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Wildfire losses to surpass $10bn as property toll reaches 20,000 mark: Aon

23rd November 2018 - Author: Matt Sheehan

As the number of properties destroyed by the recent Camp and Woolsey Wildfires in California reaches 20,152, re/insurance broker Aon has claimed that the total economic impact is likely to “minimally exceed US $10 billion; likely higher,” with a majority of these losses covered by re/insurers.

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A house burns in Paradise, California. Source: AP

While Aon stipulated that it was still too early to provide a specific economic or insured loss estimate at this time, its assessment falls within the range recently provided by catastrophe modeller RMS, who said that insured losses from the wildfires would be between $9 billion and $13 billion.

Most of the destruction was caused by the Camp Wildfire in Butte County, which has now destroyed 13,631 single residences, 275 multiple residences, 514 commercial properties, and a further 4,232 minor structures, according to the latest data from the California Department of Forestry and Fire Protection (Cal Fire).

The Camp Fire became the most destructive and deadliest wildfire in California’s history after completely devastating the town of Paradise on November 8, causing 84 deaths at present count, with 52,000 people evacuated and hundreds still unaccounted for.

It has burned through 153,336 acres, but containment has now reached 95% and no further structures are in danger. Nevertheless, the level of destruction is likely to continue to rise over the coming days as the process of assessing the damage gets underway, rather than due to fresh burns.

Further south, in California’s Ventura and Los Angeles Counties, the Woolsey fire is now completely contained after destroying 1,500 structures, damaging 341 more, causing three deaths, and burning through 96,949 acres.

The quick-moving blaze resulted in the evacuation of some 265,000 people and damaged many high-value properties around the Malibu area, including dozens of celebrity homes and several filming and historical sites.

Aon said that the scope of the confirmed damage so far indicates that the financial cost from the Camp and Woolsey Wildfires will comfortably exceed $10 billion, with re/insurance industry losses “reaching well into the billions of dollars.”

By comparison, the collective destruction caused by the Tubbs, Nuns, Atlas and Thomas Wildfires in October and December 2017 are estimated to have driven somewhere around $13 billion in insured losses.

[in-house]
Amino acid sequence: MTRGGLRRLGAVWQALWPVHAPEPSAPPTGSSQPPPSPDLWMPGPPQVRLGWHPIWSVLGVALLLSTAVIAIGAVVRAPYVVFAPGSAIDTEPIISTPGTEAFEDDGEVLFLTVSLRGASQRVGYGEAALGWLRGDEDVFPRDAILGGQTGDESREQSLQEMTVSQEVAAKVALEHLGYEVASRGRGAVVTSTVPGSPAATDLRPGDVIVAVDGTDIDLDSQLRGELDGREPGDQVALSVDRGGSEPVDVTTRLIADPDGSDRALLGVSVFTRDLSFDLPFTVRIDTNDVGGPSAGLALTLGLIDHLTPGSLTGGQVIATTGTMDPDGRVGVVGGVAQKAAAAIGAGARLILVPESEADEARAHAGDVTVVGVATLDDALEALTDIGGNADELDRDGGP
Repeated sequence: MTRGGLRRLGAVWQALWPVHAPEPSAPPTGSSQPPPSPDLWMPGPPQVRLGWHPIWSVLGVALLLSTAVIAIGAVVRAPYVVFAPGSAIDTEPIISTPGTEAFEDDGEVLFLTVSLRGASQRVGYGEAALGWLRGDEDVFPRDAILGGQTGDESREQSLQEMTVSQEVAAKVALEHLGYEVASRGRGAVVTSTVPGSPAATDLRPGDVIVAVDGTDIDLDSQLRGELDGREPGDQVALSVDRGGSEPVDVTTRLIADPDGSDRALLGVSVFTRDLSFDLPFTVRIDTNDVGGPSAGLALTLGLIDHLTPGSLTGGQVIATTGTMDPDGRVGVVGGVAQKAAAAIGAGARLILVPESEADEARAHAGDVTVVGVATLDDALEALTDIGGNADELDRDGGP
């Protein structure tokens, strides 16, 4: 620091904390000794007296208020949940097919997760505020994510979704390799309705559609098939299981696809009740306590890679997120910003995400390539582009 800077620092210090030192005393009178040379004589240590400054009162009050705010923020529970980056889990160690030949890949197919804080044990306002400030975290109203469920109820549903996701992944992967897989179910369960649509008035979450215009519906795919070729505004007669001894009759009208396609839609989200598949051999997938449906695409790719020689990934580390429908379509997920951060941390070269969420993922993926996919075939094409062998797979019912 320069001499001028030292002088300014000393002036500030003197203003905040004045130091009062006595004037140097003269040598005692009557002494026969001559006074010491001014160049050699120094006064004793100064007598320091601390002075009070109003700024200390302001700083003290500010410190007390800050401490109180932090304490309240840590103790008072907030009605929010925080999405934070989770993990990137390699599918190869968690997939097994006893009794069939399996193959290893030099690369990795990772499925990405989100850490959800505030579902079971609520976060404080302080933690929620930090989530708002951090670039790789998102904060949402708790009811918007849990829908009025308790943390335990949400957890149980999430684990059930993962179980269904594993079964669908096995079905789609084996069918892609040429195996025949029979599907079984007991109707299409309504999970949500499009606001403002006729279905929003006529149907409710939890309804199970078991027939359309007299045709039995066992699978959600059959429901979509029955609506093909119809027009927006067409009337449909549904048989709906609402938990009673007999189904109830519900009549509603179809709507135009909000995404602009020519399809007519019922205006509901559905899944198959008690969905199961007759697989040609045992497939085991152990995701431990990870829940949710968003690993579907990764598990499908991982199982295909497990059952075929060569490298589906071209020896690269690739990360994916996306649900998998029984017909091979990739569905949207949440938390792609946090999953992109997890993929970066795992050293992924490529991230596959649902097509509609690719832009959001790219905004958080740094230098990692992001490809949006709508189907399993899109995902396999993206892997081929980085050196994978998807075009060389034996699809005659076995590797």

Given that the combined total of properties destroyed by this recent outbreak is far higher than the total from the 2017 fires, current industry loss estimates be prove to be too low.

Auto and vehicle losses from the wildfires also remain uncertain at present but are sure to drive further losses for the insurance and reinsurance industries, in addition to business interruption, contents claims and additional living-expense claims for those who have lost their homes.

Aon noted that 2018 will be the second consecutive year in which economic damage from wildfires surpasses $10 billion, and just the second year since 1950 to surpass this threshold.

With this in mind, Morgan Stanley recently said that property and casualty (P&C) re/insurers may have to raise their prices and reduce their risk appetite for this peril, while reassessing their approach to modelling wildfire risk.

However, Aon maintained that the re/insurance industry remains “well positioned” to handle another year of severe wildfire losses, estimating that there was roughly $605 in available capital at the end of June 2018.

Equipment belonging to energy supplier Pacific Gas and Electric Company (PG&E) still remains under scrutiny as a potential cause for the Camp Wildfire, and the company will likely erode all of its $1.4 billion of insurance protection if found liable, including its $200 million Cal Phoenix Re catastrophe bond.

A.M. Best noted that many re/insurers could also face additional exposures in the event of a PG&E bankruptcy, as the industry is heavily invested in the utility’s bonds.

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